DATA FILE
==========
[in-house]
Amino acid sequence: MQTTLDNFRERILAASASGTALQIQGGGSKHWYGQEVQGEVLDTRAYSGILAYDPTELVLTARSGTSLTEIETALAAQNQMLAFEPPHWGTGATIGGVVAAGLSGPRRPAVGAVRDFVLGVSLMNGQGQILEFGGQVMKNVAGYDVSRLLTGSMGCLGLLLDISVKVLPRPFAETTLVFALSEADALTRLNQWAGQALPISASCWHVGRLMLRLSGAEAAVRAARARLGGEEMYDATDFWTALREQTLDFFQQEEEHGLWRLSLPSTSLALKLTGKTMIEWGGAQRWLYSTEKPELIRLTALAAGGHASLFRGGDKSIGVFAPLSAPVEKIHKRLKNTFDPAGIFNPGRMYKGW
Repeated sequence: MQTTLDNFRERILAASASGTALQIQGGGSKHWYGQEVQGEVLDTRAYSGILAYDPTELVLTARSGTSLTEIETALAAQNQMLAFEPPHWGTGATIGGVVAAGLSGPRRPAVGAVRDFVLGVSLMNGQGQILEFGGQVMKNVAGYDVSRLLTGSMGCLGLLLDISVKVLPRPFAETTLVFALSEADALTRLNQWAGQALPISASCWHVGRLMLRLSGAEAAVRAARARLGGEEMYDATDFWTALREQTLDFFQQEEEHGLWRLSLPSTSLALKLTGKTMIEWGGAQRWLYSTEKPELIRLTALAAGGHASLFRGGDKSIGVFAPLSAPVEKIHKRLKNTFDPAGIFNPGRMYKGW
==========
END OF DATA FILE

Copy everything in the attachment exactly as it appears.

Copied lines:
[in-house]
Amino acid sequence: MQTTLDNFRERILAASASGTALQIQGGGSKHWYGQEVQGEVLDTRAYSGILAYDPTELVLTARSGTSLTEIETALAAQNQMLAFEPPHWGTGATIGGVVAAGLSGPRRPAVGAVRDFVLGVSLMNGQGQILEFGGQVMKNVAGYDVSRLLTGSMGCLGLLLDISVKVLPRPFAETTLVFALSEADALTRLNQWAGQALPISASCWHVGRLMLRLSGAEAAVRAARARLGGEEMYDATDFWTALREQTLDFFQQEEEHGLWRLSLPSTSLALKLTGKTMIEWGGAQRWLYSTEKPELIRLTALAAGGHASLFRGGDKSIGVFAPLSAPVEKIHKRLKNTFDPAGIFNPGRMYKGW
Repeated sequence: MQTTLDNFRERILAASASGTALQIQGGGSKHWYGQEVQGEVLDTRAYSGILAYDPTELVLTARSGTSLTEIETALAAQNQMLAFEPPHWGTGATIGGVVAAGLSGPRRPAVGAVRDFVLGVSLMNGQGQILEFGGQVMKNVAGYDVSRLLTGSMGCLGLLLDISVKVLPRPFAETTLVFALSEADALTRLNQWAGQALPISASCWHVGRLMLRLSGAEAAVRAARARLGGEEMYDATDFWTALREQTLDFFQQEEEHGLWRLSLPSTSLALKLTGKTMIEWGGAQRWLYSTEKPELIRLTALAAGGHASLFRGGDKSIGVFAPLSAPVEKIHKRLKNTFDPAGIFNPGRMYKGW